25% capacity limit doesn’t bring enough business to cover overhead, Melbourne Beach restaurant owner says

Reopening rules could leave dozens of restaurants in the red

MELBOURNE BEACH, Fla. – Some business is better than no business, unless your restaurant offers authentic fresh New England seafood, according to one Melbourne Beach restaurant owner.

Under Gov. Ron DeSantis’ plan to reopen Florida, restaurants are allowed to reopen during phase one, but only 25% of the building capacity is allowed inside and guests sitting outside must follow strict social distancing guidelines.

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The New England Seafood Eatery and Pub made the tough decision not to reopen under the 25% capacity limit this week after finding the cost to reopen would leave them in the red.

“We can’t even cover our overhead,” pub manager Tawney Tuscher said. “It’s kind of a double-edged sword. We want to open but there’s a lot of concerns with doing that.”

Tuscher said staffers are concerned about potential health risks because even if patrons wear masks to the restaurant, once they prepare to eat their meals they will remove the masks.

“A lot of us have people we go home to that have health issues," she said. "I, myself, am a diabetic.”

The eatery also faces a supply issue impacted by logistics and COVID-19.

According to Tuscher, the fresh seafood usually trucked in from the Northeast is not being delivered because of the coronavirus.

Although the restaurant had considered a limited menu, the lack of seafood and the limited capacity rules forced them to remain on the economic sidelines.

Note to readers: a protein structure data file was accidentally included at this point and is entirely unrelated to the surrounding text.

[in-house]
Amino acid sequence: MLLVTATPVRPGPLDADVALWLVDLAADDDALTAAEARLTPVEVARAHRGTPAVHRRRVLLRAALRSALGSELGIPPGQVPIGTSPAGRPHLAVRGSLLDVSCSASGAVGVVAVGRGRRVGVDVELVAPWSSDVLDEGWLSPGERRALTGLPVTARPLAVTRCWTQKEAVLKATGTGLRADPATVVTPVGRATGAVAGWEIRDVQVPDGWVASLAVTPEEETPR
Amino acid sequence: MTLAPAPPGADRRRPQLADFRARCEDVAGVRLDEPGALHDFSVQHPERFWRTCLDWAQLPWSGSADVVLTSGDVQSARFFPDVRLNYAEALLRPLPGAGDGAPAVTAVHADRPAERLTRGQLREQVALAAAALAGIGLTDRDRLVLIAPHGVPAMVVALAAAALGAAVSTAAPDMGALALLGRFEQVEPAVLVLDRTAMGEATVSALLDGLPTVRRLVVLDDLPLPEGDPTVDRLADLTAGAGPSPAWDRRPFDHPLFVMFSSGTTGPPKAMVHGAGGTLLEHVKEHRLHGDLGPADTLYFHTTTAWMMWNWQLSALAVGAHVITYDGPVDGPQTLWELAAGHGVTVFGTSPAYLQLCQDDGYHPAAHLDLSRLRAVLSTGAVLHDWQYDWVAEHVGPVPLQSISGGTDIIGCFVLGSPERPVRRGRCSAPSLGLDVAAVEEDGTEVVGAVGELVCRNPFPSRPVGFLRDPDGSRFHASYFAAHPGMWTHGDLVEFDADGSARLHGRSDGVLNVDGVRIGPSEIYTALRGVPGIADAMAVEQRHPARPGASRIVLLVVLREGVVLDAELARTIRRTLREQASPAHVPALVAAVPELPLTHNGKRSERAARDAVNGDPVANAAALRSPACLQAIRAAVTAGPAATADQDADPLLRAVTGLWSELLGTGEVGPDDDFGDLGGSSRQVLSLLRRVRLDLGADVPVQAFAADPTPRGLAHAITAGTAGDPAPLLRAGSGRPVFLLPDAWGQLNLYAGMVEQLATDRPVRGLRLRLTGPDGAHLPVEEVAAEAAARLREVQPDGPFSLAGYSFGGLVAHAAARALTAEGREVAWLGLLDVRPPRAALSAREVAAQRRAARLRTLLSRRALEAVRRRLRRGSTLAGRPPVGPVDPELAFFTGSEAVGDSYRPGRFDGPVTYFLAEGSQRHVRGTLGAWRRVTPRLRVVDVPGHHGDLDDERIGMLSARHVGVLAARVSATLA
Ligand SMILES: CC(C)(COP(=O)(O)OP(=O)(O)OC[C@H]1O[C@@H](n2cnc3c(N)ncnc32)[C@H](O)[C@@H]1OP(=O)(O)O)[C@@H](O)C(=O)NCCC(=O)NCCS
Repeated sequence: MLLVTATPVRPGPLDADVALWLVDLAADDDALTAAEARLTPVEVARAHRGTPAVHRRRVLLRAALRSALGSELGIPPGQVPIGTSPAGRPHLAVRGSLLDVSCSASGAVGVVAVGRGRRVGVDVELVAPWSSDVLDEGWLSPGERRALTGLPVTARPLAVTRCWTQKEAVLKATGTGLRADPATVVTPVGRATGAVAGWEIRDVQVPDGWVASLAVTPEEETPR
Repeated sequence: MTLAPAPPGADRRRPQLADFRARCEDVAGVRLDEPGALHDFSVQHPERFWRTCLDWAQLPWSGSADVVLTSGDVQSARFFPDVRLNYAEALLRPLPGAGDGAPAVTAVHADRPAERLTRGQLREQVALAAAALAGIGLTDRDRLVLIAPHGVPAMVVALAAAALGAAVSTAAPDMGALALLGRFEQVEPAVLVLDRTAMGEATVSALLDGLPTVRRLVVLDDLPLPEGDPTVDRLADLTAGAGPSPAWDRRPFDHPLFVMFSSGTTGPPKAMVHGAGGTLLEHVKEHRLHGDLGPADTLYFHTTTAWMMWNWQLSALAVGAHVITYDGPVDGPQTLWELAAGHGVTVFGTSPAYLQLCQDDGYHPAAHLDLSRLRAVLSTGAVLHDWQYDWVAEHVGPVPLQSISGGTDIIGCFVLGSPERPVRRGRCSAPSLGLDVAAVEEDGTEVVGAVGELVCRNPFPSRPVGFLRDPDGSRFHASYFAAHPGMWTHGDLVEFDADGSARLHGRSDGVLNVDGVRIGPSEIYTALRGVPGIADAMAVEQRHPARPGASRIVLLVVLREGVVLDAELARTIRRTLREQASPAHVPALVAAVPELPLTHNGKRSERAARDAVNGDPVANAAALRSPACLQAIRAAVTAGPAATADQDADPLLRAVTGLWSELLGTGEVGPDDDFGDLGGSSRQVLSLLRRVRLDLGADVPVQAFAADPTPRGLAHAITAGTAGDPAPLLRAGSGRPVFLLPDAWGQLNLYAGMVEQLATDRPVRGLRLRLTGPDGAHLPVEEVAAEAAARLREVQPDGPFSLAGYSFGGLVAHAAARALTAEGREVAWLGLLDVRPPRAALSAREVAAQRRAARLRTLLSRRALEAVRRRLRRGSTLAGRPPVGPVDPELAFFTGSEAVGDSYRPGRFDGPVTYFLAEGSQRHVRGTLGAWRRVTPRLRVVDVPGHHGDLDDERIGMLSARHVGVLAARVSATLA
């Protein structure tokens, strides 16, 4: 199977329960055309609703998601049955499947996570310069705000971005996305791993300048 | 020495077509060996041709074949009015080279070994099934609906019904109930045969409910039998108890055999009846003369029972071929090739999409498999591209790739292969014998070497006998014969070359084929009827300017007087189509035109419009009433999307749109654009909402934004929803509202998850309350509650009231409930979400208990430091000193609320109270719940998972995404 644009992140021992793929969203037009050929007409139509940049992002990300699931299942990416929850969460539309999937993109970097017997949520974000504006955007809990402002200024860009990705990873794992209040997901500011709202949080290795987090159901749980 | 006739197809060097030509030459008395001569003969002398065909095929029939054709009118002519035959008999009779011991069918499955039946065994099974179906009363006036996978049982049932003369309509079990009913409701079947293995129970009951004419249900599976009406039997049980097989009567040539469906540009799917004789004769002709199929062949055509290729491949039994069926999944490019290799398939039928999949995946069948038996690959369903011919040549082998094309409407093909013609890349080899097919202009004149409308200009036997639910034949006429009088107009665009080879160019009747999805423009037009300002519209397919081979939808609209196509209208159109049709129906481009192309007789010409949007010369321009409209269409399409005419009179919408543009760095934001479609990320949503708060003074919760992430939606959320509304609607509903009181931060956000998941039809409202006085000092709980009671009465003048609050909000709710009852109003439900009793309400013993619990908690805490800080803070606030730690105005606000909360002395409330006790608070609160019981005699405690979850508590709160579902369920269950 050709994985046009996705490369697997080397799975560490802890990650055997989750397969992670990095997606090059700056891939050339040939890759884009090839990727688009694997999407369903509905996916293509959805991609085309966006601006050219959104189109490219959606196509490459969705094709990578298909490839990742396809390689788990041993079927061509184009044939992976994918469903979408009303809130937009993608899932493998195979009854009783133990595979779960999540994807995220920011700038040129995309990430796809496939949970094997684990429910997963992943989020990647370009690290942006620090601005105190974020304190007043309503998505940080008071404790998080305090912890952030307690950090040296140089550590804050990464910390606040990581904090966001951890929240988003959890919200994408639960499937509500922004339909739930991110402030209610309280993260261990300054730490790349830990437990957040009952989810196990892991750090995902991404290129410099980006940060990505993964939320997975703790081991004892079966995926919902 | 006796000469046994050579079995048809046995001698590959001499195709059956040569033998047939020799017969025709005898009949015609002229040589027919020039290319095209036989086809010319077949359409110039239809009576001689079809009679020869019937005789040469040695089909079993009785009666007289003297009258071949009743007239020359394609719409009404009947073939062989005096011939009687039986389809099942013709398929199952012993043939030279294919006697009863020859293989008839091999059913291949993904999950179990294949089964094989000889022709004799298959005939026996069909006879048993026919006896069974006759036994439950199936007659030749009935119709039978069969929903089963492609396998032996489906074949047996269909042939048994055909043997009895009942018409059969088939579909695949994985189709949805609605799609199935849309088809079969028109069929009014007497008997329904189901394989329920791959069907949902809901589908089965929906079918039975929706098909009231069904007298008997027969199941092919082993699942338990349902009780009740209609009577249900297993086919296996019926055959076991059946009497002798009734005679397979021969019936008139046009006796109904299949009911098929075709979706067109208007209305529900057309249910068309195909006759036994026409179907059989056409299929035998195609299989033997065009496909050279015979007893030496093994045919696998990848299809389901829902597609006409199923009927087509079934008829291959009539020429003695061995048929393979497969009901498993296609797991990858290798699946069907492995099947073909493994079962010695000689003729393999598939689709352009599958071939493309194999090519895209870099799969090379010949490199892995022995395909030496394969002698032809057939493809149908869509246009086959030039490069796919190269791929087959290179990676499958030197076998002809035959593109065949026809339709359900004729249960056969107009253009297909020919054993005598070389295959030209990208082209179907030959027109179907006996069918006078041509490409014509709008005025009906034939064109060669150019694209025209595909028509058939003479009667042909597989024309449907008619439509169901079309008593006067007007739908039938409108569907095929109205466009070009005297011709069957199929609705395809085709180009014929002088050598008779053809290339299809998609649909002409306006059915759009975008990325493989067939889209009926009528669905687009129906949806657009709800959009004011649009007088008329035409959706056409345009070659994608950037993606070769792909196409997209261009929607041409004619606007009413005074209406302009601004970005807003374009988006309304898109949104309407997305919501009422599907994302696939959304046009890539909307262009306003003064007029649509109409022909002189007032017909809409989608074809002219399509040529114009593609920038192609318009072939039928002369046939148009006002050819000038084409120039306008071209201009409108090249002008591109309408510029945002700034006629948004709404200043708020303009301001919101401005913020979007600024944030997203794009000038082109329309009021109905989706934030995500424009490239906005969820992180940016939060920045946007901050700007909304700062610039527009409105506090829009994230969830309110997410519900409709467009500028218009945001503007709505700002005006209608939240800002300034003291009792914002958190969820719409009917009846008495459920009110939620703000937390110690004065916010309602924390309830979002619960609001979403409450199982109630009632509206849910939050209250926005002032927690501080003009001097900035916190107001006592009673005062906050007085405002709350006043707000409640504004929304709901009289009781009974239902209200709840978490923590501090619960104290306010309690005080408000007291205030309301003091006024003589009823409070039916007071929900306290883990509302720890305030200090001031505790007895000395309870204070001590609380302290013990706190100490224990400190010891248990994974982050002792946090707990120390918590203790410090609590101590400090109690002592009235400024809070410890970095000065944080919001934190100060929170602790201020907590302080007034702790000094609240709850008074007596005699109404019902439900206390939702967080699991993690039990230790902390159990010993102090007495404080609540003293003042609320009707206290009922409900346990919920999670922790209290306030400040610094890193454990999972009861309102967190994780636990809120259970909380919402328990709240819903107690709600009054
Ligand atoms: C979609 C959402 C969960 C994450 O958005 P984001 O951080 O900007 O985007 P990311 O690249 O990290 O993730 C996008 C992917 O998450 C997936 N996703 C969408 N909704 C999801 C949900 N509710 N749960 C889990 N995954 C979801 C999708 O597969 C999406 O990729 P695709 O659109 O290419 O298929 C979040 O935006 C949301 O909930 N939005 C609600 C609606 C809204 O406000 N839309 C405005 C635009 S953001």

“Opening with a limited menu is not interesting to us, Tuscher said. ”Our business is New England Eatery. That’s the type of food we serve. We have to be able to get our product.”

Juli Cyhan, a single mother with an 8-year-old son is related to the owners and has worked as a server at the restaurant for eight years.

Cyhan told News 6 the restaurant has a capacity of more than 200 people and in her view, the state limits could impact the future of the entire 42-member staff.

“It’s probably going to put some of us out of work," she said. “You aren’t going to pay people to stand around.”

Cyhan said she still hasn’t received unemployment benefits and is starting to feel the pressure as bills come due.

“To not have my only source of income to support my family is really stressful,” a tearful Cyhan said. "No business, no money. I’m scared.”

If you have a story you want to share or if you want to help families like Cyhan’s, email Mike Holfeld at mholfeld@wkmg.com.

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